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EcmaScript Fifth Edition, or Ecma-262, has been announced and contains some changes to the language. What features in the new version are going to help you write better code?

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closed as primarily opinion-based by Artjom B., rink.attendant.6, Mark Rotteveel, greg-449, Daij-Djan Jul 19 at 9:26

Many good questions generate some degree of opinion based on expert experience, but answers to this question will tend to be almost entirely based on opinions, rather than facts, references, or specific expertise.If this question can be reworded to fit the rules in the help center, please edit the question.

4 Answers 4

The JSON object in section 15.12 looks awesome. That would help, as right now one must rely one either the insecure eval() or some slow pure-JavaScript implementation that you have to include with the rest of your scripts. There's no native support, but this new version will have it.

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"Strict" mode sounded promising in the introduction, but a quick glance at Annex C (page 223) makes me wonder how useful it'll be.

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A lot of what ES3.1 does is actually define already existing behaviour -- things like enumeration order in for (... in ...) ... statements. So to an extent those things won't directly help you (unless a new js engine comes along).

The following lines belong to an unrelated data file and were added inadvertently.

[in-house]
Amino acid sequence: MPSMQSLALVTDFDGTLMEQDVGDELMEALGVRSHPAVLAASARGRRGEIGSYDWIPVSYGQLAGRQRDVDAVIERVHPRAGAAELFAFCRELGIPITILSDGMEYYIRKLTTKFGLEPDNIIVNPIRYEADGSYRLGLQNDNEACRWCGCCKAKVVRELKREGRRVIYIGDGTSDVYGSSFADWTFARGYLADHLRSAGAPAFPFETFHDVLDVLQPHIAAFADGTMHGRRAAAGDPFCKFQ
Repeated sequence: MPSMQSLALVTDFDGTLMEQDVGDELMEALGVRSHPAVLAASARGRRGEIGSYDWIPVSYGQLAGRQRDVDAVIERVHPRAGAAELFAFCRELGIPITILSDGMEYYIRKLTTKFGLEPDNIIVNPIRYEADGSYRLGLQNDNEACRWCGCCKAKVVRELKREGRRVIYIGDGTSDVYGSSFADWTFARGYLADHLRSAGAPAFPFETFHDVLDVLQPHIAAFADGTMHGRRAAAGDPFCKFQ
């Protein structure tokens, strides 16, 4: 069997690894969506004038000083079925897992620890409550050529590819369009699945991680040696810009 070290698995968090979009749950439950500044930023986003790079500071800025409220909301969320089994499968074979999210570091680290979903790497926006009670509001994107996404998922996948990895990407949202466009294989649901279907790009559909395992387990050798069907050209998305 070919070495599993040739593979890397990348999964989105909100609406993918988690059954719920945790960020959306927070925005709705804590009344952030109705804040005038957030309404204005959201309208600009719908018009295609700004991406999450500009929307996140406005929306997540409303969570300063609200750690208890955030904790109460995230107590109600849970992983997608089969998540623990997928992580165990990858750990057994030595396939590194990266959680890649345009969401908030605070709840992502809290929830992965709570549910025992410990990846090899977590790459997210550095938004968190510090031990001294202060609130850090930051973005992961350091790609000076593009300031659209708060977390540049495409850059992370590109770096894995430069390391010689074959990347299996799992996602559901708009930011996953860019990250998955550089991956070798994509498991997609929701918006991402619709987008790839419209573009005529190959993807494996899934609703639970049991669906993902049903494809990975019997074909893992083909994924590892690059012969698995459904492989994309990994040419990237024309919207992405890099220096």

It does also define a few new functions like

* prototype access -- i think through `getPrototype()` or something -- alas this isn't as powerful as `__proto__` present in JavaScriptCore and SpiderMonkey

* The JSON object to provide fast and safe JSON parsing rather than the conflagration of existing techniques

[edit: in response to the person complaining about IE -- i believe IE8 already supports the above features]

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Sadly, absolutely nothing, since IE will not support any standards that are newer than five years or so.

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Really? Does it matter that IE implemented XSL-T, SMIL and other technologies before they became a standard? – Sergey Ilinsky Apr 18 '09 at 21:13
Congratulations, Microsoft, you made up something which eventually became a standard. You still fail at following existing standards made up by others and that's what's been bothering web developers for years now. – Deniz Dogan Apr 18 '09 at 22:48
I've been lucky enough to use a proprietary server architecture that uses the latest version of TraceMonkey and therefore have been able to use some of these features, but for the vast majority of developers you are absolutely correct. How can something no one is able to use enhance their code? +1 – Prestaul Nov 27 '09 at 22:08
From the JScript blog: However, we expect that once it is finally approved, the revised ECMAScript standard to be widely and fairly rapidly adopted by browsers. In the meantime, this new specification is already having an impact. For example, in IE8 both the native JSON and the DOM Prototypes features are based upon APIs defined in the ECMAScript Fifth Edition Specification.. So a few features of ECMAScript 5 are already implemented in IE8, expect more (if not a full implementation) in IE9. So "absolutely nothing" seems rather innacurate. – Andy E Feb 20 '10 at 12:47
+1 to true for words, however Immutable objects with freeze() and seal() will have security benefits that degrade gracefully. meaning IE will still have security holes – Fire Crow Jul 13 '10 at 22:04

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